Saturday, June 29, 2013

McDonald’s Strikes a Blow Against Israel. By Rami G. Khouri.

McDonald’s strikes a blow for legitimacy. By Rami G. Khouri. The Daily Star (Lebanon), June 29, 2013.


The news that the McDonald’s Israel franchise decided not to open a restaurant at a new mall in the Jewish settlement of Ariel, in the Israeli-occupied Palestinian West Bank, pales in comparison with the news out of Egypt, Syria, Lebanon and Iraq these days. Yet the symbolic political significance of this act may impact the region in a substantial and positive manner in the years ahead.
My reasoning is based on the following points. First, any just and mutually agreed permanent peace accord between Israelis and Palestinians will have to return all the territories occupied in 1967 to the Palestinians (with mutually agreed land swaps in some cases).
Second, this can only be achieved when a majority of Israelis accepts a principle that the entire world has already accepted: that the West Bank, Gaza and East Jerusalem are occupied lands that Israel must relinquish, in return for Arab recognition of Israel’s demand for an end of conflict, acceptance of Israel’s legitimacy, and normal relations as peaceful neighbors.
Third, Israelis will only arrive at this point when they grasp that their continued acts of colonization will generate new and more effective international responses in the form of boycotts and sanctions.
Fourth, this delegitimization of Israeli colonization policies may be critical to heightening global and Israeli appreciation that Israel in its pre-1967 lands has the right to live peacefully within secure and recognized borders if it also recognizes parallel Palestinian rights. However, Israeli colonization in occupied Palestinian and other Arab lands is illegal, will not be tolerated, and will increasingly be fought through all available legal means.
Fifth, international business firms that boycott Israeli colonies are an important part of the growing movement to politically pressure Israel to reverse its colonization and annexation measures, and to negotiate a permanent peace accord that includes a sovereign Palestinian state and an agreed resolution of the refugees issue.
The realtor who is marketing the retail spaces in the Ariel mall has said that other commercial firms also expressed concerns about operating in occupied lands, presumably because this could subject them to international consumer boycott campaigns that have caused some other international firms to lose business, including Adidas, Veolia and G4S. This slowly expanding international business sector campaign to highlight the illegality of Israel’s colonization endeavor is matched by continuing efforts by some leading churches in the West to divest from investments in companies that are based in or exploit the resources of the Israeli-occupied Palestinian territories.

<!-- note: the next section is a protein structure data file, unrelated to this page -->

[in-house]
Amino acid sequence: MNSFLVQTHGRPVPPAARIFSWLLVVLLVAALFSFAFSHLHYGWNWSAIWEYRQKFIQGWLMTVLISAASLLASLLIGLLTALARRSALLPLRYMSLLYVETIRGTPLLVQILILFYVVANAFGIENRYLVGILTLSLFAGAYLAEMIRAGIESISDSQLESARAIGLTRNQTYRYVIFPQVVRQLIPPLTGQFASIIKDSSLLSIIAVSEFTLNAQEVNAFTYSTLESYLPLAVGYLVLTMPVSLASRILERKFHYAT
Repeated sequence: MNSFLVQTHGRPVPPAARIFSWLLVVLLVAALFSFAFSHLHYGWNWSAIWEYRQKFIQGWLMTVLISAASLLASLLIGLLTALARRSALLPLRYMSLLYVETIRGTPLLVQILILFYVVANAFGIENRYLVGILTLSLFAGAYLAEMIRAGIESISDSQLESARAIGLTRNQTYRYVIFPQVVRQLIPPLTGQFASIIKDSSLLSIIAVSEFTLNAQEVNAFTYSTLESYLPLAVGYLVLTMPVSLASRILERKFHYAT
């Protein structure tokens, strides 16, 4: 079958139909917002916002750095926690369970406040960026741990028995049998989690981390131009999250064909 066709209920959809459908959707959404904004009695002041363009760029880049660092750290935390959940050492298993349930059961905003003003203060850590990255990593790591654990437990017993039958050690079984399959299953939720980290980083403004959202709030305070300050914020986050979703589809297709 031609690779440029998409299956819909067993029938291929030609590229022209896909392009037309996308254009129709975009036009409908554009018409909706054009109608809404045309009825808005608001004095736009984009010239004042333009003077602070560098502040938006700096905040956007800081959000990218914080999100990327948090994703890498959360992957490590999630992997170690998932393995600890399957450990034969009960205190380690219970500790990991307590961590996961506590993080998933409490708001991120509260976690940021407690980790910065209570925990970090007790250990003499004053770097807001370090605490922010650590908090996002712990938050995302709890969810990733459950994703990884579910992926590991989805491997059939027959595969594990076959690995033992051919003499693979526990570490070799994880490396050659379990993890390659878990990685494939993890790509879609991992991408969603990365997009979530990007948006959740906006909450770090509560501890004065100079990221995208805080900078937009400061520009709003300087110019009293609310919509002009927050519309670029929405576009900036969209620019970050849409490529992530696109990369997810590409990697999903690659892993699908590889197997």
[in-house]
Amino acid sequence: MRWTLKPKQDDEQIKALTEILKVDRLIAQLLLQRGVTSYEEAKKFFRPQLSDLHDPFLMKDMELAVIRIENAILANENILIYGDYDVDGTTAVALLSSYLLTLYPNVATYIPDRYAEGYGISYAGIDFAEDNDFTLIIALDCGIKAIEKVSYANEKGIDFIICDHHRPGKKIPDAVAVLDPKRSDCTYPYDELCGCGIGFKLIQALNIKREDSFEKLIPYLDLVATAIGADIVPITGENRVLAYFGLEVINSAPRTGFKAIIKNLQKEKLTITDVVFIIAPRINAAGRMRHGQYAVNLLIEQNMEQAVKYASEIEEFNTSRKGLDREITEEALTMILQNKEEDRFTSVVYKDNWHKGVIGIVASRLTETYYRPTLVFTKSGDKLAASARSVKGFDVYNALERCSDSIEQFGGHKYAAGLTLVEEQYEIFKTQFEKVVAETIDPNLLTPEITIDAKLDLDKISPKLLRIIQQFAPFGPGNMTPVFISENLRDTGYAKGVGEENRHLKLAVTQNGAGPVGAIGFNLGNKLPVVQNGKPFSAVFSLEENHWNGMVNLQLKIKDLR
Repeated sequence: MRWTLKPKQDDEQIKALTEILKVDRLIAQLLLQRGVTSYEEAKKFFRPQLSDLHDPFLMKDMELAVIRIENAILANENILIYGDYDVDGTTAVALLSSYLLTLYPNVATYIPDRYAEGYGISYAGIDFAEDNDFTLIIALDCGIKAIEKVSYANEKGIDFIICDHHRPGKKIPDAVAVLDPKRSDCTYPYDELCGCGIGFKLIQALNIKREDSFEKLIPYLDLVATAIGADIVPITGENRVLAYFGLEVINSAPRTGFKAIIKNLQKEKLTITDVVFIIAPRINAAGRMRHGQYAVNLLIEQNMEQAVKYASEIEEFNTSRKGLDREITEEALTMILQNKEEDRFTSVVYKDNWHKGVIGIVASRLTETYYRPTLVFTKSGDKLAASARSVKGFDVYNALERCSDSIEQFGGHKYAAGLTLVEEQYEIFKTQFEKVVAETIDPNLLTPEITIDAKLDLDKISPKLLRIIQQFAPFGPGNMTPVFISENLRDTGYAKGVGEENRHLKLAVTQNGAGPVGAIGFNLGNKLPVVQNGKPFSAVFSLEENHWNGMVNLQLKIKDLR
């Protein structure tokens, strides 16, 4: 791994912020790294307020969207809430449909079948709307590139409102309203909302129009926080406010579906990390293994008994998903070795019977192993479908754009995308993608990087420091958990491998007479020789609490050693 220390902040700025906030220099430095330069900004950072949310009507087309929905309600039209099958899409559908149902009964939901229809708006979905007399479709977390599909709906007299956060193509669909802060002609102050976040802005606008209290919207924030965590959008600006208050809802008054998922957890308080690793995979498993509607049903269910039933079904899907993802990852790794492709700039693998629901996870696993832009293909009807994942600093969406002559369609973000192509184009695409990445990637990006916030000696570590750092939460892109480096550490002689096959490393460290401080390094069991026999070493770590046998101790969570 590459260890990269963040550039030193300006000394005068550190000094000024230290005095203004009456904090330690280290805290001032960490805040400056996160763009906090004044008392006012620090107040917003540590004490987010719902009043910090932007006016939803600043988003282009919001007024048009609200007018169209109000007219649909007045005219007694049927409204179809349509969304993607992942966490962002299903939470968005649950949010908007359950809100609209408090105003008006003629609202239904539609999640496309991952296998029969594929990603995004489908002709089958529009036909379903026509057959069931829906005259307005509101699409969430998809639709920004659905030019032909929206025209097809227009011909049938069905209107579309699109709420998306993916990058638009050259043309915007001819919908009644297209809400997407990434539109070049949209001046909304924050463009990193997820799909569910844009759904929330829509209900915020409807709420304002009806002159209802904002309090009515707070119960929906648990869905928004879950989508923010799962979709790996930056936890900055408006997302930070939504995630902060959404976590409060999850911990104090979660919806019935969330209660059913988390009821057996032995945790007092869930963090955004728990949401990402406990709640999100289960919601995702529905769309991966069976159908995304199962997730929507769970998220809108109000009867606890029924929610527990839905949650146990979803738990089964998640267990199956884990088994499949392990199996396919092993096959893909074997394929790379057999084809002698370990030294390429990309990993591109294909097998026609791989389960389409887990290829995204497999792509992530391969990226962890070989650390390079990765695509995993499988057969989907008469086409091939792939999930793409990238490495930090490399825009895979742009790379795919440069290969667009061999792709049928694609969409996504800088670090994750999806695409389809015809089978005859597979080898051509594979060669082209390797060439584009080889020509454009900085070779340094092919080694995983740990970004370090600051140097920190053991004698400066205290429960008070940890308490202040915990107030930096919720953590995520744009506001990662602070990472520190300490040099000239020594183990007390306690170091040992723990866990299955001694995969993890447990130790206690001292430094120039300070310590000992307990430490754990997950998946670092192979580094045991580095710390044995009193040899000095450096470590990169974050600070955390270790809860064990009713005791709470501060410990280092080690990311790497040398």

Some international artists or academics have also refused to engage with Israelis for the same reason. Such boycotts or divestments are relatively few today, but they are growing steadily, gaining more publicity, and hurting Israel and the Zionist enterprise where it hurts most – in the soft underbelly of their stained legitimacy.
This is one of the ways in which the apartheid system of South Africa eventually collapsed under the unbearable weight of its own self-inflicted international isolation. I am convinced that a similar process must unfold with Israeli actions in the Palestinian territories that are increasingly compared to apartheid practices.
Israelis and their zealot apologists in the West complain that boycotting Israel is a form of anti-Semitism and seeks to delegitimize the very existence of the state. Both of those are false accusations, and worn-out Zionist intimidation tactics that increasingly fall on deaf ears, because Israel’s blatant disregard for international law and its demeaning mistreatment of the Palestinians under its occupation for almost half a century have become so offensive to both human sensibilities and the rule of law.

Boycotts, divestments and sanctions differentiate sharply between Israel’s right to exist within its pre-1967 borders and its unacceptable actions in the occupied territories. The campaign to boycott and sanction Israeli colonization does not primarily aim to delegitimize Israel, but rather to delegitimize and end the criminality that Israel and Zionism practice in the occupied territories. Other aspects of these campaigns also highlight Israel’s mistreatment and denial of rights of Palestinians who are Israeli citizens within the state’s 1948 borders, and the Palestinian refugees scattered around the world.
The courageous decision of the McDonald’s Israel franchise may generate a campaign against the fast food chain’s products around the world by Zionist and pro-Israel groups that have used such pressures in other cases (such as threats to withdraw advertising from National Public Radio stations in the United States for alleged pro-Palestinian broadcasts).
It is important in these cases to resist the intellectual terrorism and political intimidation that Zionist groups will use against those who dare to point out that Israeli colonization – like South African apartheid – is an act of international criminality that must cease. That is, if the legitimate state of Israel within its original 1948 borders is to have any chance of living peacefully, and legitimately, with its neighbors, who should enjoy the same rights to secure statehood as Israel demands.